This is all I can tell you about your son. I have asked God to keep and safeguard his young life and grant him a meeting again with you all. And my sincere and fervent wish is that this letter will safely reach you, especially in case your son should succumb to his wounds, and no news about him should ever reach you. …Should your son survive, which I do hope and pray for, I hope to hear from him later on. May the Lord soon grant us peace according to His everlasting mercy and grace.

Yours sincerely H.W.

We know that Private Mole didn’t survive but imagine the comfort that this letter must have given his poor parents, knowing that he had been kindly cared for in the last days of his life.


Charles Mole's name on the Hampton School war memorial. He was at school here from 1911-15.

Both these letters bring to life for us the soldiers of the First World War in a way that few other things can.

When writing historical novels, including letters as part of your story can create a sense of immediacy and help your reader get inside your characters’ heads. 

Today, letters have largely been replaced by emails, phone calls and the myriad of other ways we communicate with each other, but it’s important to remember that until thirty years ago, letters were an essential part of life. So not only can letters reveal character, you can also make them crucial to your plot.  

In my novel The White Phoenix, set in London in 1666, letters play an important role from the very first chapter. When Lizzie Hopper and her family arrive back at their family bookshop after the plague, expecting to find her father, the very first words uttered by Master Pedley, the bookbinder from next door, concern the letter he claims to have sent:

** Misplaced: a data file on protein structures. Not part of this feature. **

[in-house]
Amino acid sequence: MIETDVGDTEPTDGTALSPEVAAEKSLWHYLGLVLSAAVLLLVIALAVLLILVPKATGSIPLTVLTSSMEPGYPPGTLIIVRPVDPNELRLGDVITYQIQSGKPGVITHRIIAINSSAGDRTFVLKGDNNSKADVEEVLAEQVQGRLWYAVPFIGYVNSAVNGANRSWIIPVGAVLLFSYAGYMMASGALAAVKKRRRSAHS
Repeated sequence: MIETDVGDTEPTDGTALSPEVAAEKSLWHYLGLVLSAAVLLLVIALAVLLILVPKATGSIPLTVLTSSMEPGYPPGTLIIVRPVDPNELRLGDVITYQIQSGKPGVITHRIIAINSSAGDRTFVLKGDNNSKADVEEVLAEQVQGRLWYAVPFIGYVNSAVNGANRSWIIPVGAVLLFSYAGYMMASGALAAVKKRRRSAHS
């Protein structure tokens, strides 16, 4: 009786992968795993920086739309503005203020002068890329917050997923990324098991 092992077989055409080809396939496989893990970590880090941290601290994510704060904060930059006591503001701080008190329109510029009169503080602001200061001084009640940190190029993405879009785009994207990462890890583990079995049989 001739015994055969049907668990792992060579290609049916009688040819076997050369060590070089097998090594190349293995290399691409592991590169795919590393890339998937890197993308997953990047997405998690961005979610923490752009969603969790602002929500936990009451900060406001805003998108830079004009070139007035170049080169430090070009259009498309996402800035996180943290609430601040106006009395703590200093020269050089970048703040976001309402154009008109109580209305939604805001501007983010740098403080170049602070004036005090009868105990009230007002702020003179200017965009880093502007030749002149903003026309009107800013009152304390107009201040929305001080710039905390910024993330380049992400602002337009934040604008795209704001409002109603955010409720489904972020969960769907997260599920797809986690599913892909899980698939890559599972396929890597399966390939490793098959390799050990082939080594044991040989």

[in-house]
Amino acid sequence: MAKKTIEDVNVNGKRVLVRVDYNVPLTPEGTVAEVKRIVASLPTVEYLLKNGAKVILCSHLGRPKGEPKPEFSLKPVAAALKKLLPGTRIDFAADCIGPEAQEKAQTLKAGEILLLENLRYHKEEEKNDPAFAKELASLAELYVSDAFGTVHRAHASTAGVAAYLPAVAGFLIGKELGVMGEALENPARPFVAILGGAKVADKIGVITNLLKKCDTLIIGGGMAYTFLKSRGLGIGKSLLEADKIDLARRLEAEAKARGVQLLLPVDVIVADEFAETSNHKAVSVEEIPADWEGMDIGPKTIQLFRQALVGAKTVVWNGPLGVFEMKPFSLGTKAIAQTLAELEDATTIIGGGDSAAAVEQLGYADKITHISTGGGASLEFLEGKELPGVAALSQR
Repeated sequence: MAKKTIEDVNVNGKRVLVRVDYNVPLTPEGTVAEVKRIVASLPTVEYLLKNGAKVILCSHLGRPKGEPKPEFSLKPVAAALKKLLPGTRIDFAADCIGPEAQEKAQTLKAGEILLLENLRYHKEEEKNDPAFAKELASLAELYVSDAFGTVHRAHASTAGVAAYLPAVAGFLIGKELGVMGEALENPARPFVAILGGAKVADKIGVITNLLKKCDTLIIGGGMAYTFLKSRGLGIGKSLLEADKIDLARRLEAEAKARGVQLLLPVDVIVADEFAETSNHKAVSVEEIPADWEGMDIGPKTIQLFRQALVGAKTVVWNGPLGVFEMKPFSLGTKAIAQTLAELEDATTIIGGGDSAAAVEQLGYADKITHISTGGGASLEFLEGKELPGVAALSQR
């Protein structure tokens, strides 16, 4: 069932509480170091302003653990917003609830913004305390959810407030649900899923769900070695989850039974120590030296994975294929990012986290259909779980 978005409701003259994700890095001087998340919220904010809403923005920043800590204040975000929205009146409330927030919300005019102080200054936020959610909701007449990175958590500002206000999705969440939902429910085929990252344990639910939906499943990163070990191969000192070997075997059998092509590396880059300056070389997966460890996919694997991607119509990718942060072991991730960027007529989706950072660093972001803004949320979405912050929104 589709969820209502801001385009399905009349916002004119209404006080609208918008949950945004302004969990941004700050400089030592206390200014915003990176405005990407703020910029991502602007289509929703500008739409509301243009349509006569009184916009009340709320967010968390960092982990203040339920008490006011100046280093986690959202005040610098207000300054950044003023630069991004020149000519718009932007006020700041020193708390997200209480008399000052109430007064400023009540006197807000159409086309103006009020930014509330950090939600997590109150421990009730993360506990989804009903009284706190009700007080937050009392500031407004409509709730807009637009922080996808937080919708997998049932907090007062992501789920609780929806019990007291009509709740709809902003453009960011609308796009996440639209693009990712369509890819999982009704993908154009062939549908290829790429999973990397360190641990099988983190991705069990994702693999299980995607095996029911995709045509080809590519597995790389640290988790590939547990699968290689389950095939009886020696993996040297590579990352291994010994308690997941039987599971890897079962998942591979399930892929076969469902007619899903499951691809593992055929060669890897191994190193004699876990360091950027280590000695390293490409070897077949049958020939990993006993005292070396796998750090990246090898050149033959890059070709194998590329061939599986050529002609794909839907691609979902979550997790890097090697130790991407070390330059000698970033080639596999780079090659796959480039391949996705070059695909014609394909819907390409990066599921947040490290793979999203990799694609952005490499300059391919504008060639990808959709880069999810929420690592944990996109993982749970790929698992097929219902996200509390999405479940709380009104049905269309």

‘Oh, Mistress Hopper, praise God you have come! Did you get my letter?’

Might things have been different if they had received his letter, if he’d written earlier?

Later, a letter that Master Pedley claims to have sent to the Hopper’s valued apprentice Kit also goes astray, but this time Lizzie takes matters into her own hands and writes to Kit herself. (This of course meant I had to research all about writing and sending letters in 1666, but luckily, as the novel is set in a bookseller’s, Lizzie’s letter writing was believable.)

Kit’s swift response to Lizzie’s letter is one of the first indications that Pedley may not be the helpful neighbour he is made out to be. In The White Phoenix, letters are a crucial part of the plot.

So, next time you are writing a story, don’t forget letters! Think about how you could use them, either as part of the plot or as a way of revealing more about your characters. Some authors have even written books entirely made up of letters! And remember how the letters I have shared above from the First World War create a strong sense of immediacy. This Remembrance Day, maybe you could take whatever you have learned about the First World War, and use it to write a soldier’s letter of your own.


Catherine Randall's debut novel, The White Phoenix, is a thrilling adventure story for 9-14 year olds set during the Great Fire of London. It has been shortlisted for the Historical Association’s Young Quills Award 2021. The White Phoenix is published by the Book Guild and is available from bookshops and online retailers including WaterstonesBookshop.org and Amazon.

For more information visit www.catherinerandall.com.

No comments:

Post a Comment

A Victorian Christmas Tree

  I’ll say this for Prince Albert of  Saxe-Coburg and Gotha : He was an enthusiast. Steam Power, engineering, plumbing, Scotland, Christmas ...